Here is the second installment of film logos from the 70s and 80s, full of even more awesome lasers, chrome and glowing effects from back in the day. I have a soft spot for the Disco Vision spot located in part 6. That includes stuff from the 90s as well, but I’ll let it slide.
Here is the first installment of some motion inspiration, saturated with styles, sounds and animation prevalent from when I was a kid in the 1970s and 80s. I talk a lot about logo animation being a big influence on the work I do today, and these clips are nice compilations of many of those memories.
If you were a kid in the 80s you will remember all those awesome (and often hilarious) intro logos at the beginning of VHS rentals, specifically if the movie was off the beaten path. There was a certain charm to the dusty sounding synth, the cheap motion and the distorting tracking lines at the bottom of the screen. It felt real and human, and most times were watched late at night with a group of friends. I started challenging myself back then with naming the film company before their full logo was revealed.
So, have a look at these amazing compilations and enjoy the many lasers, chrome elements and lightning blasts that made up a good chunk of my childhood.
• The awesome crowd that came to see the presentations.
Here are some more photos from the big Montreal Meets event I spoke at with Fabio Sasso a couple of weeks ago. It was a fantastic time and I met a tonne of enthusiastic artists and designers, and I hope these photos are a testament to that. If you came to the event or tuned in online, thank-you so much for your support on making this event awesome. And a big shout-out to Francois Hoang for making it all possible.
Things are going to get heavy around here. If you are a metal head, you might already be familiar with this guy, but for those who aren’t allow me to introduce you to the mighty Lord of the Logos, Christophe Szpajdel. Christophe is a pillar in the underground metal scene, designing hundreds and hundreds of band logos for groups all over the world including the likes of Emperor, where he created their iconic, symmetrical and often mimicked logo.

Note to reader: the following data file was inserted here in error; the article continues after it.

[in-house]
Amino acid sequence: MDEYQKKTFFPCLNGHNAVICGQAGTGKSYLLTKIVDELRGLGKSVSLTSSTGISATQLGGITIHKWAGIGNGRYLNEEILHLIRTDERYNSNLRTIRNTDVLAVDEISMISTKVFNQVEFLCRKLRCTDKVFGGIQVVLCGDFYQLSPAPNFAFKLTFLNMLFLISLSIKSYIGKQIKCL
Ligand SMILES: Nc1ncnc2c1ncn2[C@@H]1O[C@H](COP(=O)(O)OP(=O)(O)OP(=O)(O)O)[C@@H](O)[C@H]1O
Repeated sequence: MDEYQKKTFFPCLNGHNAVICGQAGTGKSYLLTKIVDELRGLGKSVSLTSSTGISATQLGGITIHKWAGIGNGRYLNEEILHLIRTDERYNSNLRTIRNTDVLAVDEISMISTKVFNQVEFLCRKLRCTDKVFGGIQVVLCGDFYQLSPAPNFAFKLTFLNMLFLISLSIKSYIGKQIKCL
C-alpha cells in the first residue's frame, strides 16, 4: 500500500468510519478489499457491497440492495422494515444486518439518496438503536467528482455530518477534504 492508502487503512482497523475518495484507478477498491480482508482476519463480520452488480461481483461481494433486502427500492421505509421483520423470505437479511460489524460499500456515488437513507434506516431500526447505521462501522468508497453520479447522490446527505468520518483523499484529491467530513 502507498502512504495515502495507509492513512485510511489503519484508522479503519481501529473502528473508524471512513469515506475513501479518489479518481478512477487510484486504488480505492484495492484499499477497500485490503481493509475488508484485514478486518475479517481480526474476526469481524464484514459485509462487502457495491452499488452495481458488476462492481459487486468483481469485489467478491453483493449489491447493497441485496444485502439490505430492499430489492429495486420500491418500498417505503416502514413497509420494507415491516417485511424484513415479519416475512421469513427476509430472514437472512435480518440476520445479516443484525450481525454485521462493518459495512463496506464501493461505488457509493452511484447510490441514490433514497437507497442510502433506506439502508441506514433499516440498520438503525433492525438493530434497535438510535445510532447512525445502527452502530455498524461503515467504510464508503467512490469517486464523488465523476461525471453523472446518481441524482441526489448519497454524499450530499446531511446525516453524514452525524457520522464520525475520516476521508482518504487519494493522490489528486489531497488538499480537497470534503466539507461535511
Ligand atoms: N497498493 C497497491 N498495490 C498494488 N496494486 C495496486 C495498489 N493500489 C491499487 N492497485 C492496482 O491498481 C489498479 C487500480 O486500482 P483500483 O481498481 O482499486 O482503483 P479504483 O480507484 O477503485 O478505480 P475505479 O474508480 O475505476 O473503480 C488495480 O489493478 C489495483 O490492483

Some of his logos are unmistakable in readability, while others are cryptic. Some are straight up type while others are illustrated and atmospheric. Some are beautiful while others are macabre. Now it must be said that this style of logo is not for everyone. Being a metal guy I absolutely love this stuff, and the cryptic nature of these is almost a code among metal heads. Think what you will of these, but what is painfully obvious across the board is Szpajdel’s unrelenting command of typography and organic form.
And are you ready for this? All of the logos you see in this post were hand-drawn. With all of our fancy-pants computers today we can’t come close to the conceptual execution Christophe can achieve with simply a pencil and paper.
I selected a handful of logos for this post, but going through Christophe’s portfolio for favorite images is like walking into a forest and finding your favorite branch. Swing over to his Flickr stream to see a tonne of his band logos and photography, and there’s also an interview with Christophe over at Maelstrom. If you like what you see I highly recommend picking up his book aptly titled Lord of the Logos. Thanks to my buddy Fulton, I have a copy right by my side.
For those who couldn’t tune in yesterday, here is the recorded version of SNBC 40 for you to check out.
First and foremost, I modified the name of my broadcasts to the SNBC format which is what I’ll be using from now on. I did this for a very simple reason, writing Signalnoise Broadcast on Twitter seriously eats up the character count leaving less room for description. I needed a remedy, this is it. Plus, it sounds like a television network for obvious reasons.
SNBC 40 was a lot of fun. I had a few requests of viewers to do a quick crit session where they send in pieces of art and I can run through a few strong and weak points based on my opinion and experience. I was apprehensive of doing this at first mostly because who the heck am I to review work? But I tried to keep things honest when reviewing the personal work people sent in and it made for a very fun and interactive broadcast. I’ll certainly be doing another crit session in the future as I didn’t get to all the work I wanted to.
Sorry about having the broadcast split up. Ustream quit on me halfway through and I needed to restart the recording. I’ll see you next week at the same time, Thursday at 3pm EST.
Here is an informative and inspiring presentation by my good pal Nick Campbell, the Greyscale Gorilla. That says it all, have a watch or play it in the background while you work on your projects. Excellent workday commentary from a guy that knows and shares. Well done, Nick!